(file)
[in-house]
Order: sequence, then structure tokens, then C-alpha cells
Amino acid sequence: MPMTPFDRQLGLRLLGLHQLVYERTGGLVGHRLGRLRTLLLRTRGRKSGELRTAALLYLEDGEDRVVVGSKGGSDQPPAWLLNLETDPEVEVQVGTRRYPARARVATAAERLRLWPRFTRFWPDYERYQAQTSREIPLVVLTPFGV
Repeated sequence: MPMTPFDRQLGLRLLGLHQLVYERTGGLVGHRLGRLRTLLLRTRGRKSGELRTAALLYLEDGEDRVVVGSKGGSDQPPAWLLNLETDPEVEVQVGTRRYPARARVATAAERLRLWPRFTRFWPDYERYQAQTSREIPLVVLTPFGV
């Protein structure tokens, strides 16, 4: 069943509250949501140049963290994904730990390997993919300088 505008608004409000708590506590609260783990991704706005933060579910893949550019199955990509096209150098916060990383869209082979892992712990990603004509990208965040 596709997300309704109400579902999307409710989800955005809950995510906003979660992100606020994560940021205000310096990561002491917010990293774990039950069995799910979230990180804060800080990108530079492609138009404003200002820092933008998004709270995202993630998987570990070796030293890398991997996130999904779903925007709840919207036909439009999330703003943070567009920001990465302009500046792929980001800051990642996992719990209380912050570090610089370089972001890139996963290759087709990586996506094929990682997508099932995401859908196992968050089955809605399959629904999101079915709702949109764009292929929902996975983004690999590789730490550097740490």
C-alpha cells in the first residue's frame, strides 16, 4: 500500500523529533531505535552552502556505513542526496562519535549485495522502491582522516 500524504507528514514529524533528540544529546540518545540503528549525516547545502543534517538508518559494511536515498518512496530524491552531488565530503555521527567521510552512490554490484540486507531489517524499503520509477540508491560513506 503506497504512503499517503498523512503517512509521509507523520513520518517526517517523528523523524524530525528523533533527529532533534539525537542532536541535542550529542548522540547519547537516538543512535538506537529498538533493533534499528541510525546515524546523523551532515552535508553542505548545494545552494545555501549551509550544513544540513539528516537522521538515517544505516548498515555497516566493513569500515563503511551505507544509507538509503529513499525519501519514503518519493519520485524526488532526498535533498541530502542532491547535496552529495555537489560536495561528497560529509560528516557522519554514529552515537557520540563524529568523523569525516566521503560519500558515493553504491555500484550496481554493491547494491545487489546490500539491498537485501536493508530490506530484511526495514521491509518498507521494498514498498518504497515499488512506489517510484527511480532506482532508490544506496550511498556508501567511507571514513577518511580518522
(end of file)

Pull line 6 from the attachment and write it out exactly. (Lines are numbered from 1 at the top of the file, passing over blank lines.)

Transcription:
C-alpha cells in the first residue's frame, strides 16, 4: 500500500523529533531505535552552502556505513542526496562519535549485495522502491582522516 500524504507528514514529524533528540544529546540518545540503528549525516547545502543534517538508518559494511536515498518512496530524491552531488565530503555521527567521510552512490554490484540486507531489517524499503520509477540508491560513506 503506497504512503499517503498523512503517512509521509507523520513520518517526517517523528523523524524530525528523533533527529532533534539525537542532536541535542550529542548522540547519547537516538543512535538506537529498538533493533534499528541510525546515524546523523551532515552535508553542505548545494545552494545555501549551509550544513544540513539528516537522521538515517544505516548498515555497516566493513569500515563503511551505507544509507538509503529513499525519501519514503518519493519520485524526488532526498535533498541530502542532491547535496552529495555537489560536495561528497560529509560528516557522519554514529552515537557520540563524529568523523569525516566521503560519500558515493553504491555500484550496481554493491547494491545487489546490500539491498537485501536493508530490506530484511526495514521491509518498507521494498514498498518504497515499488512506489517510484527511480532506482532508490544506496550511498556508501567511507571514513577518511580518522